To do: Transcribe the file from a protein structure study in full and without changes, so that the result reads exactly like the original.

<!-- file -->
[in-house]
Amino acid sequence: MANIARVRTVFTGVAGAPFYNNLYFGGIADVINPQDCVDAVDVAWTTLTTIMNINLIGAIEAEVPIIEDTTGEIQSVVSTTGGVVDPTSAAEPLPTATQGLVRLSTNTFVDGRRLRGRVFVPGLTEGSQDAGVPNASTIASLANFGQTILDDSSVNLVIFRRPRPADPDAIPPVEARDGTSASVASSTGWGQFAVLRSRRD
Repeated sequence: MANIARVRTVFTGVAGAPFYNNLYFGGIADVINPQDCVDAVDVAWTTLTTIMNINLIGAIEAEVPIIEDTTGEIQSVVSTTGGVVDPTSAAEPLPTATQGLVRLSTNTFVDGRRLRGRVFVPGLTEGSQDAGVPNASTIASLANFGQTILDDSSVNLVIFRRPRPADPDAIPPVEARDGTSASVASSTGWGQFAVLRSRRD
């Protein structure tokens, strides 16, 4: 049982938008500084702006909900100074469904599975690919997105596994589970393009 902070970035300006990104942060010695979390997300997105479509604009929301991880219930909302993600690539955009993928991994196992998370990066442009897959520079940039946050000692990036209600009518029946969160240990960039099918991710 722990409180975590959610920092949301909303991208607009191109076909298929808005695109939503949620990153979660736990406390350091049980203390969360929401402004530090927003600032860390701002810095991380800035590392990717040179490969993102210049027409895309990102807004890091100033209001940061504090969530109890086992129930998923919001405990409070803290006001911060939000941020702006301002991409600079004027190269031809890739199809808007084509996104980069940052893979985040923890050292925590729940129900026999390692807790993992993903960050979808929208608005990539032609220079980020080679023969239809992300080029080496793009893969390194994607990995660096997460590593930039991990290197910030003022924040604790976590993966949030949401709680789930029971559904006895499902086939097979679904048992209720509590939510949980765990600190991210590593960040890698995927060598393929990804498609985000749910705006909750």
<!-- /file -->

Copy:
[in-house]
Amino acid sequence: MANIARVRTVFTGVAGAPFYNNLYFGGIADVINPQDCVDAVDVAWTTLTTIMNINLIGAIEAEVPIIEDTTGEIQSVVSTTGGVVDPTSAAEPLPTATQGLVRLSTNTFVDGRRLRGRVFVPGLTEGSQDAGVPNASTIASLANFGQTILDDSSVNLVIFRRPRPADPDAIPPVEARDGTSASVASSTGWGQFAVLRSRRD
Repeated sequence: MANIARVRTVFTGVAGAPFYNNLYFGGIADVINPQDCVDAVDVAWTTLTTIMNINLIGAIEAEVPIIEDTTGEIQSVVSTTGGVVDPTSAAEPLPTATQGLVRLSTNTFVDGRRLRGRVFVPGLTEGSQDAGVPNASTIASLANFGQTILDDSSVNLVIFRRPRPADPDAIPPVEARDGTSASVASSTGWGQFAVLRSRRD
């Protein structure tokens, strides 16, 4: 049982938008500084702006909900100074469904599975690919997105596994589970393009 902070970035300006990104942060010695979390997300997105479509604009929301991880219930909302993600690539955009993928991994196992998370990066442009897959520079940039946050000692990036209600009518029946969160240990960039099918991710 722990409180975590959610920092949301909303991208607009191109076909298929808005695109939503949620990153979660736990406390350091049980203390969360929401402004530090927003600032860390701002810095991380800035590392990717040179490969993102210049027409895309990102807004890091100033209001940061504090969530109890086992129930998923919001405990409070803290006001911060939000941020702006301002991409600079004027190269031809890739199809808007084509996104980069940052893979985040923890050292925590729940129900026999390692807790993992993903960050979808929208608005990539032609220079980020080679023969239809992300080029080496793009893969390194994607990995660096997460590593930039991990290197910030003022924040604790976590993966949030949401709680789930029971559904006895499902086939097979679904048992209720509590939510949980765990600190991210590593960040890698995927060598393929990804498609985000749910705006909750």